Jewish Calendar

Example of a Hebrew Calendar

Keeping track of special days on the horizon is made easy with a Jewish holiday calendar. The Jewish calendar featured here displays the high holidays and pilgrimage festivals for the next four years. The easy to use and read calendar can also be customized to include minor holidays, modern holidays or public fasts. The complimentary Jewish holiday calendar can be downloaded instantly below.

About the Jewish Calendar

Jewish festivals and holidays are based on three main sources: commandments, rabbinical mandate and modern Israeli history. Each year begins with Rosh Hashanah, which is known as the Jewish New Year, the Day of Memorial and the Day of Judgment. Rosh Hashanah also marks the start of a 10-day period before Yom Kippur, which is the “Day of Atonement.” Yom Kippur is the holiest day of the entire year for Jews.Example of a Jewish calendar

The calendar featured here displays both Hebrew years and Gregorian years. Beginning with the Hebrew year 5773, the calendar runs through 5776. In Gregorian dates, the calendar runs from 2012-2016. The dates marked in italics on the calendar are “Yom Tov,” meaning traditional work on the marked dates is forbidden. The calendar template is also printable, meaning you can post it or hang it up anywhere to give you reminders of important future dates.

The following is a list of the major Jewish holidays that will take place during the Gregorian year 2013:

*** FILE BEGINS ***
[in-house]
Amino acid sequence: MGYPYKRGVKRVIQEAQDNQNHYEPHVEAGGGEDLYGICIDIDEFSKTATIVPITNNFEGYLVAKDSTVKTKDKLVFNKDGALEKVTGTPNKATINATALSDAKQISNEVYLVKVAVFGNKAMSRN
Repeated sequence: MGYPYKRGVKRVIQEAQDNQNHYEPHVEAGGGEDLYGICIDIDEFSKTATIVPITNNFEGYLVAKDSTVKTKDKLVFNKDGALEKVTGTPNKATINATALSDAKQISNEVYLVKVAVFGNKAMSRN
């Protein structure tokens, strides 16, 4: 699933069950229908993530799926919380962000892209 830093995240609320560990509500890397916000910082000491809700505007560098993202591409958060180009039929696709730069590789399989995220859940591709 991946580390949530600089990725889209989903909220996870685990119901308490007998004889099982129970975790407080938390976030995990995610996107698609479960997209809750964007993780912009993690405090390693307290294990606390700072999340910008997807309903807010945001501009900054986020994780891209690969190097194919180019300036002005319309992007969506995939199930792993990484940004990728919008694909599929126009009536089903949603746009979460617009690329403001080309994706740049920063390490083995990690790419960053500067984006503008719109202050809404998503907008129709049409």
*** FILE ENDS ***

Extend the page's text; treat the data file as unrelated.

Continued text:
• Tu B’Shevat – Saturday, January 26th
  • Purim (Festival of Lots) – Sunday, February 24th
  • Pesach (Passover) – Tuesday, March 26th
  • Shavuot (Festival of Weeks) – Sunday, May 5th
  • Tish’a B’Av (Fast Commemorating Destruction of Two Temples) – Sunday, July 16th
  • Rosh Hashanah (Jewish New Year) – Thursday, September 5th.
  • Yom Kippur (Day of Atonement) – Saturday, September 14th
  • Sukkot (Feast of Tabernacles) – Thursday, September 19th
  • Shmini Atzeret (Eighth Day of Assembly) – Thursday, September 26th
  • Simchat Torah (Day of Celebrating the Torah) – Friday, September 27th
  • Chanukah (Jewish festival of Rededication/Festival of Lights) – Begins Thursday, November 28th


There’s no restriction on the amount of calendars you can download or print, so you’re encouraged to pass them out to friends, family, loved ones and other members of your congregation.

Download: Jewish Calendar

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